A fundraiser is going to step onstage at the end of August during the 158th Indiana County Fair and plant a big fat smackeroo on Olivia, Indiana County’s “most kissable” pig. Thousands will cheer, and the Evergreen After School Club (EASC), a nonprofit based in Indiana County, Pa., will hopefully have raised funds well in excess of the $20,000 it pulled in during 2019’s Kiss a Pig fundraiser, the last time the event was held.
Odds are good the nonprofit, which provides before school, afterschool, and summer programming to six school districts in Indiana County, will reach its fundraising goal. Participants pledge to bring in a minimum of $1,500 each, and a week before the May 27 registration deadline nine daring souls had already enrolled. The organization was in negotiations with 15 more potential fundraisers, according to EASC Director of Operations David Janusek.
“We have a mix [of private and corporate-sponsored] individuals,” Janusek said. “Indiana, Pa. has three major banks. If we can get bank one on, we can get bank two on. If we get banks one and two on, we can get bank three on.” At deadline, one bank had already offered a high-level executive and the EASC was in negotiations with a second, according to Janusek.
What began as a whim has been codified into a serious fundraising event. Participants now receive a handbook outlining their responsibilities regarding public appearances, as well as offering fundraising tips and information on EASC that can be used in their own fundraising efforts.
The Kiss a Pig fundraiser has been held three times: in 2016, 2017, and again in 2019 after an interim executive director nixed it in 2018. Last year, the coronavirus pandemic canceled it outright.
“In 2020, we couldn’t even kiss each other, let alone kiss a pig,” Janusek said. “We did other kinds of fundraising. At the end of the year, we held a virtual event – Kiss the Pig 2020 Goodbye. We raised $5,000, and pulled a name [of one of the donors] who got a weekend in Berkeley Springs, West Virginia.”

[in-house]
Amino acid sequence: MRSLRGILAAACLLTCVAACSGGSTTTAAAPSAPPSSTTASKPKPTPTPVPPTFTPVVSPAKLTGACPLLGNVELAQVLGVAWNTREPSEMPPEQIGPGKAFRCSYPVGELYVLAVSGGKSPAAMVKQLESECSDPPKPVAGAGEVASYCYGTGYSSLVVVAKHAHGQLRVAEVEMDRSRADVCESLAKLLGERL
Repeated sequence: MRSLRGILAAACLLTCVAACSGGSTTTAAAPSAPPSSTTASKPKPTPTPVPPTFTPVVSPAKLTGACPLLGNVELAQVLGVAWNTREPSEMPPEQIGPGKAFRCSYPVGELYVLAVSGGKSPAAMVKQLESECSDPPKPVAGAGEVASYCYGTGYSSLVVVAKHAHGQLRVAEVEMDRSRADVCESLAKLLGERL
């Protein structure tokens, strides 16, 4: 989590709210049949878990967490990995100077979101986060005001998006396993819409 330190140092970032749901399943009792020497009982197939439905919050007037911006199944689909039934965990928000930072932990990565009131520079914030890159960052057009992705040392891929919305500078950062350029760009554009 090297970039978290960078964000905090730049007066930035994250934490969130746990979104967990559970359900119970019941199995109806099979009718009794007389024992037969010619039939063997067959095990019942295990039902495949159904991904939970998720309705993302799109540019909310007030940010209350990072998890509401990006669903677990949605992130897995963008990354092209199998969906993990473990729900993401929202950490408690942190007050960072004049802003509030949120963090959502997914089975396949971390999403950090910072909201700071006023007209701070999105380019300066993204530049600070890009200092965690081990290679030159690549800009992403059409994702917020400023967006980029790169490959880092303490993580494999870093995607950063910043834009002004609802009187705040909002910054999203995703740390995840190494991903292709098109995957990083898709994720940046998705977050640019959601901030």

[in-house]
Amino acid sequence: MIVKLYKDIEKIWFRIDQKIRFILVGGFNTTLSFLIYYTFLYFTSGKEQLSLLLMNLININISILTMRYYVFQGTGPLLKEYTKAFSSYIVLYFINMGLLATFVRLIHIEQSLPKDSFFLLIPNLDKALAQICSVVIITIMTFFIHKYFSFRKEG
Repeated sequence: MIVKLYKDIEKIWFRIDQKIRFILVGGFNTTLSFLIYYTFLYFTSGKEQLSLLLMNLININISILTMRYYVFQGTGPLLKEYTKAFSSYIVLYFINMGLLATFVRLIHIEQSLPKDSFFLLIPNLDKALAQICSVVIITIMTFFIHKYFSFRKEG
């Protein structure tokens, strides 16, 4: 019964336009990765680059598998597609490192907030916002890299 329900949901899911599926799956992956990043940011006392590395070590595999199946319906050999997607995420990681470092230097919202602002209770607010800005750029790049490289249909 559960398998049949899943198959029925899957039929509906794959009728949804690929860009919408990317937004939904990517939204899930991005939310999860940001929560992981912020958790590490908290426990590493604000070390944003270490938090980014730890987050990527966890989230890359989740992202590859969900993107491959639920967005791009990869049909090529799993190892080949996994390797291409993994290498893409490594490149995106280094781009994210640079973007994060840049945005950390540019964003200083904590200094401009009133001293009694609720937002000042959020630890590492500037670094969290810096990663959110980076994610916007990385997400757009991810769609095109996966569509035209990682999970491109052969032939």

The 75-pound Olivia is smaller than Black Magic, a substitute pig who stood in for Olivia in 2019 due to a swine-related infection that required all pigs on the fairgrounds to be slaughtered at the end of the fair. Olivia, who is a household pet, was not part of the festivities and will return this year. Joyce Sharman, 2019’s winner, brought home the bacon to the tune of $5,318 and kissed Black Magic on the top of his forehead. Sharman has since gone on to become president of EASC’s board, although there is no apparent causality.
Janusek acknowledged there is occasionally a small bit of shenanigans in the fundraising. In one of the past years, a participant who emphatically did not want to buss the bacon worked with organizers to raise exactly one penny less than the top fundraiser.
Participants do get recognition without having to kiss a pig. Local brew pubs hold fundraising nights, and participants serve as guest bartenders who put their tip money toward their fundraising totals. This year, the fundraising contest will formally begin at Noble Stein Brewing Company, a local craft brewery.
Olivia herself does appearances at events leading up to the county fair, and is widely acknowledged as open to selfies, gentle petting and even the occasional unpaid-for kiss. Olivia will appear at the Noble Stein kickoff.
Those interested in donating – or potentially puckering up – can find more information on the EASC’s Facebook page.